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Subject: Re: [OMPI users] Using MPI_Put/Get correctly?
From: Jeff Squyres (jsquyres_at_[hidden])
Date: 2010-12-16 09:34:31


Open MPI uses RDMA under the covers for send/receive when it makes sense. See these FAQ entries for more details:

    http://www.open-mpi.org/faq/?category=openfabrics#large-message-tuning-1.2
    http://www.open-mpi.org/faq/?category=openfabrics#large-message-tuning-1.3
    http://www.open-mpi.org/faq/?category=openfabrics#large-message-leave-pinned

The short version is that in many cases, we're doing the RDMA for you anyway and you can keep your send/receive semantics. In general, RDMA helps in 2 cases:

1. sending lots of short messages to a small number of peer processes. With RDMA, you can get lower latency of delivery of these messages.

2. sending large messages. With RDMA, you can get higher bandwidth and interrupt the receiver's CPU less often (i.e., more overlap of communication / computation).

If you don't have either of these cases, RDMA might not be that important to your application.

One crass generalization (which isn't entirely accurate, but it's probably close enough for this discussion) is that you should use whichever of 1 or 2 sided semantics are easier for your application's native abstractions. Software's complicated enough; if you don't need a (possible) 2% performance improvement (I made that number up as an example), then don't add a pile of incredibly complex code that will be a nightmare to maintain over time.

Additionally, since MPI-3 is updating the semantics of the one-sided stuff, it might be worth waiting for all those clarifications before venturing into the MPI one-sided realm. One-sided semantics are much more subtle and complex than two-sided semantics.

That's my $0.02. :-)

On Dec 16, 2010, at 9:15 AM, Matthew J. Grismer wrote:

> I found a presentation on the web that showed significant performance
> benefits for the one-sided communication, I presumed it was from hardware
> RDMA support that the one-sided calls could take advantage of. But I gather
> from the your question that is not necessarily the case. Are you aware of
> cases in which it has made a significant difference?
>
>
> On 12/15/10 9:18 PM, "Jeff Squyres" <jsquyres_at_[hidden]> wrote:
>
>> Is there a reason to convert your code from send/receive to put/get?
>>
>> The performance may not be that significantly different, and as you have
>> noted, the MPI-2 put/get semantics are a total nightmare to understand (I
>> personally advise people not to use them -- MPI-3 is cleaning up the put/get
>> semantics a LOT).
>>
>>
>> On Dec 15, 2010, at 3:15 PM, Grismer, Matthew J Civ USAF AFMC AFRL/RBAT wrote:
>>
>>> I am trying to modify the communication routines in our code to use
>>> MPI_Put's instead of sends and receives. This worked fine for several
>>> variable Put's, but now I have one that is causing seg faults. Reading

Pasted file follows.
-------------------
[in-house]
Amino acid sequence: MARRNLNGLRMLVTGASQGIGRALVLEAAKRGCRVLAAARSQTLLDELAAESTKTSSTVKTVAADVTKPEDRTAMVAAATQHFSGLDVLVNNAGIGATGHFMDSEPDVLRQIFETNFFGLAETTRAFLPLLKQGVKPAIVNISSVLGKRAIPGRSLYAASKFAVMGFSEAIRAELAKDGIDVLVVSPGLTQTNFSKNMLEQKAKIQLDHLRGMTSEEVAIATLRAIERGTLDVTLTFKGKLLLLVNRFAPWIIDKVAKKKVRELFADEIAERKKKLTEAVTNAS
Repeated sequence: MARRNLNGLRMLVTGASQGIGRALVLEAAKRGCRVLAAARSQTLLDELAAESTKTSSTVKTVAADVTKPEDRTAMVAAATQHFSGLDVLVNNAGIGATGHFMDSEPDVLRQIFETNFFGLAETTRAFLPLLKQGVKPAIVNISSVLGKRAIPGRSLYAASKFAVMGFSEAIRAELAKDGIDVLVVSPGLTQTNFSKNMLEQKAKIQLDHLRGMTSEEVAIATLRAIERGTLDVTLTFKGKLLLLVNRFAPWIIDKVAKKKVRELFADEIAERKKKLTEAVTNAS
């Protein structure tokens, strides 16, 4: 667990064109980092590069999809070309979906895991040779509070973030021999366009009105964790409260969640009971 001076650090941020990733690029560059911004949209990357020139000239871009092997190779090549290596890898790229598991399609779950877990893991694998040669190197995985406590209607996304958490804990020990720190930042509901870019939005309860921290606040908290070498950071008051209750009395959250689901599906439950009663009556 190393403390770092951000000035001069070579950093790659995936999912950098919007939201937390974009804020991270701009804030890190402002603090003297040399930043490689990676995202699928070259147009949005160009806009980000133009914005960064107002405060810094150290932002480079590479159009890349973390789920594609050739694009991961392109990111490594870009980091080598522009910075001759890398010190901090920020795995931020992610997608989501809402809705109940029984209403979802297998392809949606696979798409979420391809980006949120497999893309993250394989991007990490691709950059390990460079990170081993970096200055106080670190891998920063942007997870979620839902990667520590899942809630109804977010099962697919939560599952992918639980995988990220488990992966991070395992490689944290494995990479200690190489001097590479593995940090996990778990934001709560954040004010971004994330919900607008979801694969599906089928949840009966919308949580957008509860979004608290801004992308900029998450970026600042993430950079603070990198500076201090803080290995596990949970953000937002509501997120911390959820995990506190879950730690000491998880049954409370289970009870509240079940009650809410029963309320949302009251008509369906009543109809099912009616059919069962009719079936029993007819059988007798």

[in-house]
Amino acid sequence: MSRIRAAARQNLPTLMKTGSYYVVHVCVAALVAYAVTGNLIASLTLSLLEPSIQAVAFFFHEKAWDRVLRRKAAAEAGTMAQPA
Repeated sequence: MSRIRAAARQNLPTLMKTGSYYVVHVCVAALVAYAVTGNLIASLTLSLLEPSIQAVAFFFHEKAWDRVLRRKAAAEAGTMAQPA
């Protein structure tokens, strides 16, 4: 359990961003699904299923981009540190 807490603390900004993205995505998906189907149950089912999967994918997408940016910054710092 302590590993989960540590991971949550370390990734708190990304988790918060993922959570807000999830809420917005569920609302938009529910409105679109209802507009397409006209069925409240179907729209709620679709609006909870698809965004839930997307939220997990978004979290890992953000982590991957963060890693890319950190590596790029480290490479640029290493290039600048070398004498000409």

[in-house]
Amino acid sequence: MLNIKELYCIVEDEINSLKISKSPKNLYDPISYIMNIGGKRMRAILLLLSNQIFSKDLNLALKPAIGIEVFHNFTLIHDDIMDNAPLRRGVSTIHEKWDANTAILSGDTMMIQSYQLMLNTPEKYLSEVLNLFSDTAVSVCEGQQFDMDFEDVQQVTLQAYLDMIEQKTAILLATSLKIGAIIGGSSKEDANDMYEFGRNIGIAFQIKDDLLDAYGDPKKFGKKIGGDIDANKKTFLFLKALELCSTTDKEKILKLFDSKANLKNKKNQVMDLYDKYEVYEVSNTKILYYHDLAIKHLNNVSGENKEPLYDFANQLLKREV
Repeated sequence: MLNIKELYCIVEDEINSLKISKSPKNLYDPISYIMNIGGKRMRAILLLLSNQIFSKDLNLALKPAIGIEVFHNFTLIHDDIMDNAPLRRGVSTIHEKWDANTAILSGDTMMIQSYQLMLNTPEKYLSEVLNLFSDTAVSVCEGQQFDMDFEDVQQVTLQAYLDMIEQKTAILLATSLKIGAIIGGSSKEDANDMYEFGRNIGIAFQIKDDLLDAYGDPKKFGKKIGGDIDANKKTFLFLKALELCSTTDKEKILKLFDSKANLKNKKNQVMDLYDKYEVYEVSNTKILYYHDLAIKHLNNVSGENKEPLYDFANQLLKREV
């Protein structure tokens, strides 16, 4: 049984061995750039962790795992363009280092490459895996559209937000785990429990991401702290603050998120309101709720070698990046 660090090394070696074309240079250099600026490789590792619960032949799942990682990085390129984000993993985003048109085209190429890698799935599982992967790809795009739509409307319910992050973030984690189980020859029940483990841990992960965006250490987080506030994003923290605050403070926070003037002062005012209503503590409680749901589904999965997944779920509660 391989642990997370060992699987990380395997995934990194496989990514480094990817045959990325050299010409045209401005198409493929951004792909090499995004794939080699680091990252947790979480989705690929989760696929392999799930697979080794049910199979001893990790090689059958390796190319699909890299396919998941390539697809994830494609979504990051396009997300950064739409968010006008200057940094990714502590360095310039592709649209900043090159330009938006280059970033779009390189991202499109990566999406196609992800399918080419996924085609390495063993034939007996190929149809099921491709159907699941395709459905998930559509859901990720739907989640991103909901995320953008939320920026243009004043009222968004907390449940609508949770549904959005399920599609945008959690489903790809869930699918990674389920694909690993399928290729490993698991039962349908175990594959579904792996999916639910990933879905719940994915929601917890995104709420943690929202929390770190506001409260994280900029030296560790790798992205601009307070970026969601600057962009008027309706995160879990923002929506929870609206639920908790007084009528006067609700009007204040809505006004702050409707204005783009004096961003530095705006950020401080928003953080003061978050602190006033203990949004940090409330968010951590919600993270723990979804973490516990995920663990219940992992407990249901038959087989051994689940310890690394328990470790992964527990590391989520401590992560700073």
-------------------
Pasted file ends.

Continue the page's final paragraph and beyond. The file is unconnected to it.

>>> through the MPI documentation it is not clear to me if what I am doing
>>> is permissible or not. Basically, the question is this - if I have
>>> defined all of an array as a window on each processor, can I PUT data
>>> from that array to remote processes at the same time as the remote
>>> processes are PUTing into the local copy, assuming no overlaps of any of
>>> the PUTs?
>>>
>>> Here are the details if that doesn't make sense. I have a (Fortran)
>>> array QF(6,2,N) on each processor, where N could be a very large number
>>> (100,000). I create a window QFWIN on the entire array on all the
>>> processors. I define MPI_Type_indexed "sending" datatypes (QFSND) with
>>> block lengths of 6 that send from QF(1,1,*), and MPI_Type_indexed
>>> "receiving" datatypes (QFREC) with block lengths of 6 the receive into
>>> QF(1,2,*). Here * is non-repeating set of integers up to N. I create
>>> groups of processors that communicate, where these groups will all
>>> exchange QF data, PUTing local QF(1,1,*) to remote QF(1,2,*). So,
>>> processor 1 is PUTing QF data to processors 2,3,4 at the same time 2,3,4
>>> are putting their QF data to 1, and so on. Processors 2,3,4 are PUTing
>>> into non-overlapping regions of QF(1,2,*) on 1, and 1 is PUTing from
>>> QF(1,1,*) to 2,3,4, and so on. So, my calls look like this on each
>>> processor:
>>>
>>> assertion = 0
>>> call MPI_Win_post(group, assertion, QFWIN, ierr)
>>> call MPI_Win_start(group, assertion, QFWIN, ierr)
>>>
>>> do I=1,neighbors
>>> call MPI_Put(QF, 1, QFSND(I), NEIGHBOR(I), 0, 1, QFREC(I), QFWIN,
>>> ierr)
>>> end do
>>>
>>> call MPI_Win_complete(QFWIN,ierr)
>>> call MPI_Win_wait(QFWIN,ierr)
>>>
>>> Note I did define QFREC locally on each processor to properly represent
>>> where the data was going on the remote processors. The error value
>>> ierr=0 after MPI_Win_post, MPI_Win_start, MPI_Put, and MPI_Win_complete,
>>> and the code seg faults in MPI_Win_wait.
>>>
>>> I'm using Open MPI 1.4.3 on Mac OS X 10.6.5, built with Intel XE (12.0)
>>> compilers, and running on just 2 (internal) processors of my Mac Pro.
>>> The code ran normally with this configuration up until the point I put
>>> the above in. Several other communications with MPI_Put similar to the
>>> above work fine, though the windows are only on a subset of the
>>> communicated array, and the origin data is being PUT from part of the
>>> array that is not within the window.
>>> _____________________________________________________
>>> Matt
>>>
>>>
>>>
>>> _______________________________________________
>>> users mailing list
>>> users_at_[hidden]
>>> http://www.open-mpi.org/mailman/listinfo.cgi/users
>>
>
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> users mailing list
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-- 
Jeff Squyres
jsquyres_at_[hidden]
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